Hurricanes come and go and if you live aboard a boat as we do, you become, out of necessity, an expert on deciphering their unpredictability. There are many ways of obtaining useful information, which helps when you’re deciding what action to take to avoid a coming storm. As I’ve mentioned before, extremely accurate weather information can be obtained, but at a price. If you have a smart phone, or a computer, good weather information can be had for little or nothing. It does however take some time and effort.
A quick search on the internet will show no end of weather sites that promise weather information that will guide you through any event. I look at any weather site with suspicion. Information gleaned by them is mostly obtained from one source: NOAA, which is an acronym for the National Oceanic and Atmospheric Administration, a branch of the US government. To augment that, local forecasters rely on data obtained on site.
NOAA has very good hurricane tracking information, which I like to use. All storms, depressions and the like are plotted with their predicted paths laid out in language that any layman can decipher. There is also a site from the United Kingdom that’s quite popular as well. Bottom line, if it’s there, I look at it. That being said, I always take these predictions with the proverbial grain of salt. These things can change direction in an instant. In the old days, before it became politically incorrect, they were always given feminine names for that very reason.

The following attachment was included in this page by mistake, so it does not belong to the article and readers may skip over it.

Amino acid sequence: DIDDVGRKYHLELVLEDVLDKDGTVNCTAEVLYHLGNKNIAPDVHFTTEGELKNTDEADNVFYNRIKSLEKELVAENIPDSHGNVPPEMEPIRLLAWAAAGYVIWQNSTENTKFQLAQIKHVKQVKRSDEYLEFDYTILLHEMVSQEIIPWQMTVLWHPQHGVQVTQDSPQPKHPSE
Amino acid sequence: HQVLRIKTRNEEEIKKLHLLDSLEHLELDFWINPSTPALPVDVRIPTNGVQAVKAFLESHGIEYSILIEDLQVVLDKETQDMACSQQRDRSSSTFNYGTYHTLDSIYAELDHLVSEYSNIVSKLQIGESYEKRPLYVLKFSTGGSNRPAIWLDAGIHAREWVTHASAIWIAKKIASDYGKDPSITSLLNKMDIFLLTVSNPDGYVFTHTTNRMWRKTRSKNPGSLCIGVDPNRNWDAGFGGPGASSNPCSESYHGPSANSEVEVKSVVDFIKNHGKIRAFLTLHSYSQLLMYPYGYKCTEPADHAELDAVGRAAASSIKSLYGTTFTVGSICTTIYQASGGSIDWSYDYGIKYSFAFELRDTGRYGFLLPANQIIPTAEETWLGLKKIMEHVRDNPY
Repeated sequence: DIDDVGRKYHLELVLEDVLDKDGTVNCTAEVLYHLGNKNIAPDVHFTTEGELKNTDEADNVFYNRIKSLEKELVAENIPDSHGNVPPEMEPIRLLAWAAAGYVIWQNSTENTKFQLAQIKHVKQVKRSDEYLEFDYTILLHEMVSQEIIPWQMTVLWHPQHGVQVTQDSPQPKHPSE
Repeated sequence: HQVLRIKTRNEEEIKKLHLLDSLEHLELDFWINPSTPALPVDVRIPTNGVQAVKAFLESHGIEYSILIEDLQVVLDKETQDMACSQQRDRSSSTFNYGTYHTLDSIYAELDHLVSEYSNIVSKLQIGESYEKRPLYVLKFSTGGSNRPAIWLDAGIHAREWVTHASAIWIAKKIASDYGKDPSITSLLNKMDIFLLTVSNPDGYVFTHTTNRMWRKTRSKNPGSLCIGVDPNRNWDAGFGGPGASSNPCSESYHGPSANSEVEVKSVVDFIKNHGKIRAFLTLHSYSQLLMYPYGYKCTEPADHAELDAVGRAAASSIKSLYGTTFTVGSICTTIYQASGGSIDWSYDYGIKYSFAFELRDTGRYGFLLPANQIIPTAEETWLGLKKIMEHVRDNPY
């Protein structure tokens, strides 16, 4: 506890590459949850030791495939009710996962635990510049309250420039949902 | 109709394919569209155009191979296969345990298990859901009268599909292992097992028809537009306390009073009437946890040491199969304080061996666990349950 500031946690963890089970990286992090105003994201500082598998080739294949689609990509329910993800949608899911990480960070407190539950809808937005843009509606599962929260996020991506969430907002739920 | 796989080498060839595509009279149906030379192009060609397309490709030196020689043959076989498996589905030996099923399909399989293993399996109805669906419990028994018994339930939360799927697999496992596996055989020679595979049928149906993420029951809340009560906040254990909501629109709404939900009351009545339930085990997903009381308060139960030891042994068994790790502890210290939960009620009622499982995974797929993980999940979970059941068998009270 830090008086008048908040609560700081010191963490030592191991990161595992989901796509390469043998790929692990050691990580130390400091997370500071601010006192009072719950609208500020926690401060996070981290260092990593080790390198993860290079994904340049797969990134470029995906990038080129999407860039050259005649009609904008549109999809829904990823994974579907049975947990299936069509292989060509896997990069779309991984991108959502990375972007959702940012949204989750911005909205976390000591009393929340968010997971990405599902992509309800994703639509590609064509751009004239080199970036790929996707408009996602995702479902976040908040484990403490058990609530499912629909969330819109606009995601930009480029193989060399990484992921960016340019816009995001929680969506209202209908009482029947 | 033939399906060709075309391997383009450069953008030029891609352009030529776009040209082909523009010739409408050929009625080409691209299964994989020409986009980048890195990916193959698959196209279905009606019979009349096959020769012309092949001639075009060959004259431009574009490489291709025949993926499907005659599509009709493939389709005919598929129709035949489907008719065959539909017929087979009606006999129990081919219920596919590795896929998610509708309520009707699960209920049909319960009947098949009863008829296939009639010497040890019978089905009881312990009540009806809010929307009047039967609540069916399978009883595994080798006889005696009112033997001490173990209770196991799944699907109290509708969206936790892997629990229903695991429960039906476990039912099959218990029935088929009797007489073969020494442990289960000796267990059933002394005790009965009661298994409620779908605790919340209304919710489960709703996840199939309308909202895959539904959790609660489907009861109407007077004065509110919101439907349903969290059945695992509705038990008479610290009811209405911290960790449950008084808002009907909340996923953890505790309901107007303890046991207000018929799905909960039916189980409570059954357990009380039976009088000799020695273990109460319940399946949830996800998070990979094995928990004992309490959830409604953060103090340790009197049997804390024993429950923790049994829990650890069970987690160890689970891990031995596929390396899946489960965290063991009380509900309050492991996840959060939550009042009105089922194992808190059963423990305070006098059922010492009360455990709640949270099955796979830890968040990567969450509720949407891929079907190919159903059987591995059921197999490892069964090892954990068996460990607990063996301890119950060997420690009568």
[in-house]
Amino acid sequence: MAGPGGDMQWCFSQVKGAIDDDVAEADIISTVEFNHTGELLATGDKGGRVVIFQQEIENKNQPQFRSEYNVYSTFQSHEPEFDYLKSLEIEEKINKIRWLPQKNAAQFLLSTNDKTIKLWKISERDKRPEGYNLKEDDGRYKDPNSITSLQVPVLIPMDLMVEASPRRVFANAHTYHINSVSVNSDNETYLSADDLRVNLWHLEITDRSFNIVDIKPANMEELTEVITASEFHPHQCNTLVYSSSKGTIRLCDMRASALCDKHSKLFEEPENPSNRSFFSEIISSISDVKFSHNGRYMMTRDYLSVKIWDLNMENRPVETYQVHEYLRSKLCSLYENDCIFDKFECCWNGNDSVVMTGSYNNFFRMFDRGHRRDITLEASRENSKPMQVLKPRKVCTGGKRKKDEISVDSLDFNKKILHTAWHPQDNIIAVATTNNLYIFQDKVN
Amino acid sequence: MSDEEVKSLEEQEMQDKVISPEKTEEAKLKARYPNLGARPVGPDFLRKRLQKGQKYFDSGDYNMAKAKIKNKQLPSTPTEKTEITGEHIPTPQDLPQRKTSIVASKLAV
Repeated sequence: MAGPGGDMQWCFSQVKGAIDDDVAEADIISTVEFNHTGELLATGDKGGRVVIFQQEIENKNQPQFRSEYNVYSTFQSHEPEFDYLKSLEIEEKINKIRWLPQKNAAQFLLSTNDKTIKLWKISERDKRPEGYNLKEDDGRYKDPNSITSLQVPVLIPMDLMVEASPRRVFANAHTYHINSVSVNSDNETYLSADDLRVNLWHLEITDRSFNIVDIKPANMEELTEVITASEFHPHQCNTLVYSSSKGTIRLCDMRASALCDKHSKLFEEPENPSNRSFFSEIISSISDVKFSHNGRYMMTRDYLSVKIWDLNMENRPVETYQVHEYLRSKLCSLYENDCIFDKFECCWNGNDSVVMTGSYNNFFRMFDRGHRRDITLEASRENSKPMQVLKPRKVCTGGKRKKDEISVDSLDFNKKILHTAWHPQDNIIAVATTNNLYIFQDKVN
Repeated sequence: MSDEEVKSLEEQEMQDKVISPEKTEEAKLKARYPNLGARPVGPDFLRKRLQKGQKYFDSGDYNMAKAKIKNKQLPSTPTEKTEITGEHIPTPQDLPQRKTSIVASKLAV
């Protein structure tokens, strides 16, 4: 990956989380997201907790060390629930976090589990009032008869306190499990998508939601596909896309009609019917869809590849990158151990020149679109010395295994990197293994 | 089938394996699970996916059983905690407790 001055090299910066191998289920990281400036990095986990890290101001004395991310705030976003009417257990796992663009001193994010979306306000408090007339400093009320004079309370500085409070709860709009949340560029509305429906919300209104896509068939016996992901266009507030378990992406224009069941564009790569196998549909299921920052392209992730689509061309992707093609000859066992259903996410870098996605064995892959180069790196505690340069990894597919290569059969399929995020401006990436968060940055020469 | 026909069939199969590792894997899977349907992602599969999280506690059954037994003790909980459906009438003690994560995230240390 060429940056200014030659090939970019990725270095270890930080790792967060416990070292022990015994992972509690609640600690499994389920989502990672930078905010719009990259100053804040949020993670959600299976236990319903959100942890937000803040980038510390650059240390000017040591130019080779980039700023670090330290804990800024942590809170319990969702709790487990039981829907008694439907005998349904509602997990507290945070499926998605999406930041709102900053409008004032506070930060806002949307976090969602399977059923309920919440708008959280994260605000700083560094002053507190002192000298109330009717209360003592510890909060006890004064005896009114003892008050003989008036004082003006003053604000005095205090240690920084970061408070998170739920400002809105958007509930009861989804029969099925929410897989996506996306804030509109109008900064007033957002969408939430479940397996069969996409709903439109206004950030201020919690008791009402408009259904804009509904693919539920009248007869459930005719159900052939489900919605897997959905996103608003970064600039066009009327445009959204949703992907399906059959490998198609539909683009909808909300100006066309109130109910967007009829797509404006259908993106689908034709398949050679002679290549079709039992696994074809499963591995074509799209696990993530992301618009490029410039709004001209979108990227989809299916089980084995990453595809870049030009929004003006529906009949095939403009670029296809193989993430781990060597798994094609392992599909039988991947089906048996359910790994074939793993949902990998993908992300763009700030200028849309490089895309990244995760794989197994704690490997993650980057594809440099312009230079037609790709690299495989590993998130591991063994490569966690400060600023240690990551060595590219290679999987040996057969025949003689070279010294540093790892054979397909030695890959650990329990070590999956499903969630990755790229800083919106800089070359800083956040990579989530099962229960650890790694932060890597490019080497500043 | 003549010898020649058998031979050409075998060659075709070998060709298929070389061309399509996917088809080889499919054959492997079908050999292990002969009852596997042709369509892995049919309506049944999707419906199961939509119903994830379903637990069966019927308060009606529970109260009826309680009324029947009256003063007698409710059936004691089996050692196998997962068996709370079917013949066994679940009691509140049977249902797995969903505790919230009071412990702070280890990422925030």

The recent storm with its funny name took a while to get here, giving me a chance to prepare. Based on what the prognosticators were saying, it wasn’t going to be a huge deal. The predicted wind direction made keeping Patty O’ at her home dock possible. We dug out the storm lines and the big 75-pound Danforth anchor, from our storage unit. The storm lines are made up in spring and become our winter lines in fall. The old lines are then disposed of. There have been years when these used lines are sought after by others in the yard, claiming that they are “perfectly good” and shake their heads at our seeming waste. New lines every year are cheap insurance as far as I’m concerned.
Mustard, our little Century runabout came out of the water and spent the storm secured in my friend Ritchie’s barn. One boat is enough to worry about.
Of course, if the storm had been predicted to be really nasty, we would have moved from the yard to one of several hidey-holes we’ve scoped out over the years. The ultimate prep is to get Patty O’ set up and then leave her, keeping personal safety first and foremost. We love our boat and everything therein, but not to the point of putting ourselves in harm’s way.
The storm came as predicted, but due to our preparations, it was pretty much a ho-hum for us. There was one large sailboat in the yard that broke loose and ended up ashore on the far side of the cove. Several others had their sails unraveled, and we noticed not a few Bimini top covers on power boat flying bridges ripped off. It was obvious that some people don’t bother to make sure their boats are prepared for nasty weather. I asked one owner about it and his answer was, “My insurance is paid up.”